Why a Great Thesis Doesn’t Always Make a Great Book | Lex Academic Blog
One of the most common reasons why publishers reject proposals for PhD-derived monographs is that they give the impression that the author does not understand the difference between a thesis and a book. Indeed, the prospect of a book that is ‘too thesis-like’ is enough for some publishers to refuse PhD-derived projects altogether, while the remark that a book ‘too closely resembles a thesis’ is a frequent criticism made by reviewers. The title of this post is not intended to imply that a good thesis equals a bad book. Our point is that turning a thesis into a book usually involves more work than, for example, merely converting the bibliography to the publisher’s house style. In this post, we will look at the similarities and differences between theses and books.
Both a thesis and a book must be thoroughly researched, coherently structured, and cogently argued. A thesis that meets these criteria is an ideal starting point for a book. Both are also vital for pursuing an academic career. A PhD is a prerequisite – the qualification that opens the door to academia. In the increasingly competitive academic job market, a book, along with several peer-reviewed journal articles, is often the most important requirement for obtaining a permanent lectureship, at least in the humanities in UK academia. In this sense, making a thesis as book-like as possible is sound strategy.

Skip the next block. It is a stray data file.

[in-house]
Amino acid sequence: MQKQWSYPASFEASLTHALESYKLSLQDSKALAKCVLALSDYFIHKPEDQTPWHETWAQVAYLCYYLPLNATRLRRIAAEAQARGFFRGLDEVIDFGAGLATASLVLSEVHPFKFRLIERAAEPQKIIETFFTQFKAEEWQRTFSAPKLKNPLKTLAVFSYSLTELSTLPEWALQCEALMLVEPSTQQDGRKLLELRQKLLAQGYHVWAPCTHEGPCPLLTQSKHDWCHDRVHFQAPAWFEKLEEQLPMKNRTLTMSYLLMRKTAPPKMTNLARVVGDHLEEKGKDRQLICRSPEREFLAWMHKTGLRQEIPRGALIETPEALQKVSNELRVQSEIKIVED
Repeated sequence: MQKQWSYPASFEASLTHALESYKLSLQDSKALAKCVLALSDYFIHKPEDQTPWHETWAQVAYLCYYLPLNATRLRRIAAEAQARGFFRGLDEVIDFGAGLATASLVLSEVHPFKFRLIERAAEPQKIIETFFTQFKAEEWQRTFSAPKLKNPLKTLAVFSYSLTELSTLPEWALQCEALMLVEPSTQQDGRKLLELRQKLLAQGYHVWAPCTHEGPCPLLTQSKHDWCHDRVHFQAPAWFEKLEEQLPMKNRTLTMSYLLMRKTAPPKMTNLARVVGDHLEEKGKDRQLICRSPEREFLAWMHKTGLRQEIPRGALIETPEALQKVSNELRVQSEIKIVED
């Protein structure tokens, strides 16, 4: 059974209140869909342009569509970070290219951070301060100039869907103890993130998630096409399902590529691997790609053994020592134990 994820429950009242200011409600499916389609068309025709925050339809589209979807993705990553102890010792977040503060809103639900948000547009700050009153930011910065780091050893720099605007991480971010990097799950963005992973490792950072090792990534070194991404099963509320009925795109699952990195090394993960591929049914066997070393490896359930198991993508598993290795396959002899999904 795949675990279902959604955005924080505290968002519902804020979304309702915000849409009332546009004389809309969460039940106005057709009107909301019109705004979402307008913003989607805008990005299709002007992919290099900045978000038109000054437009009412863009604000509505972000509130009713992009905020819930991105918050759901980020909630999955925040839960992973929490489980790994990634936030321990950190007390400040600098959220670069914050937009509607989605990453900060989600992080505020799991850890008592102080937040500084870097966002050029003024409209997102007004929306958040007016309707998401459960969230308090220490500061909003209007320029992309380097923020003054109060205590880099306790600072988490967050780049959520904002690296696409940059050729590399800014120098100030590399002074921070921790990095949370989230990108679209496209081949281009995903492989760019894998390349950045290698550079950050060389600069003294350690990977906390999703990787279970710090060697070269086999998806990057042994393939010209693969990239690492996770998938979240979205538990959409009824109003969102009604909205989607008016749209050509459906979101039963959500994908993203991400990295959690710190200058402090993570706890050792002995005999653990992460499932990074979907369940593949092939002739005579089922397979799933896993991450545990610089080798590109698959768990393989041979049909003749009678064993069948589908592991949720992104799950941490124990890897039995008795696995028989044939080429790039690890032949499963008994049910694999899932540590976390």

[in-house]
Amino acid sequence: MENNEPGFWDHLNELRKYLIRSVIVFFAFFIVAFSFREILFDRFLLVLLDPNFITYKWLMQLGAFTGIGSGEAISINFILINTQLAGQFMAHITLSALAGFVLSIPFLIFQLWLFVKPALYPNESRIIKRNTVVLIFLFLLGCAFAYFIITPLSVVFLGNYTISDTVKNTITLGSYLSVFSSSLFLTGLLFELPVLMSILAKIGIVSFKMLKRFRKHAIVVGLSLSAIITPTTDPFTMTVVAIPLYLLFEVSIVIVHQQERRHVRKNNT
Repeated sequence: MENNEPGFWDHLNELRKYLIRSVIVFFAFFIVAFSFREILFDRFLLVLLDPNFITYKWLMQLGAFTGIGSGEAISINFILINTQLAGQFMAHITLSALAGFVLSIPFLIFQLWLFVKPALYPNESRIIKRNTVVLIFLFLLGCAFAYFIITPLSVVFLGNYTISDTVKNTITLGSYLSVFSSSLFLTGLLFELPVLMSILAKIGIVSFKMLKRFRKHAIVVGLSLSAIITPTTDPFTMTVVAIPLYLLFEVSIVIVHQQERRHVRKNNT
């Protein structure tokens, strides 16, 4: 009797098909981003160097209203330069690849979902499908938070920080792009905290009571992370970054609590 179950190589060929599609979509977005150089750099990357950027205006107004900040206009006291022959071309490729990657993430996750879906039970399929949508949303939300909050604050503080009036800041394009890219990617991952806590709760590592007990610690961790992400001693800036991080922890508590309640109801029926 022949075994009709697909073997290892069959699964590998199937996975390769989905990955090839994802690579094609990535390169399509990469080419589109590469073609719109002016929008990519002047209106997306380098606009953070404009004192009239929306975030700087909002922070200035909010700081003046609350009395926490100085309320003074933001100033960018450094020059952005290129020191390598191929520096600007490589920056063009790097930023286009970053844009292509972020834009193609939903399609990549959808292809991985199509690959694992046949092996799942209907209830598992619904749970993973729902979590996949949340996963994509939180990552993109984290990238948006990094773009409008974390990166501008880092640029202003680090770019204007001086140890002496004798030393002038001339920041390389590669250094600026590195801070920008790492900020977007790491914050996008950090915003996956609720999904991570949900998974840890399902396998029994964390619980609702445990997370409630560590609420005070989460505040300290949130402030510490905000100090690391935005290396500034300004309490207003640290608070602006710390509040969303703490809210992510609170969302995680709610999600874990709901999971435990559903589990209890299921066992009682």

The difference between a thesis and a book can be summarised thus: a thesis has to pass; a book has to sell. To pass, a student must showcase their mastery of the relevant literature and methodology of their discipline, and typically make a move within the debates described. This requirement takes a backseat in a book, which focuses instead on foregrounding the author’s own original view. To sell, a book must be accessible to a wider range of readers – including undergraduates and academics in other fields, as well as established researchers in one’s own discipline – than the thesis from which it is derived, which is read by only a few specialists (supervisors, examiners, etc.). This usually means reducing the breadth of theoretical material and/or making fewer theoretical concepts more transparent. This is not about ‘dumbing down’ research; it is about making research meaningful to a broader audience. In the humanities, which are often credited with being relatable to people, this seems a particularly worthwhile endeavour. In this sense, as unpalatable as the need to sell is to some academics, turning a thesis into a book can enhance its scholarly quality.
The need to broaden access may result in stylistic differences between a thesis and a book. In a book, it can be helpful, for instance, to focus on clarity rather than complexity. There can be a temptation in academic writing to demonstrate one’s command of a subject by relying on abstract language when discussing concepts that are already abstruse. Focusing on presenting your arguments and evidence as clearly as possible can, however, make writing more accessible and be more effective in terms of developing an authorial voice. Title forms may also have to be revisited. A thesis title may be long, specific, and technical. A book title will need to be shorter and contain keywords that readers are likely to put into a search engine.
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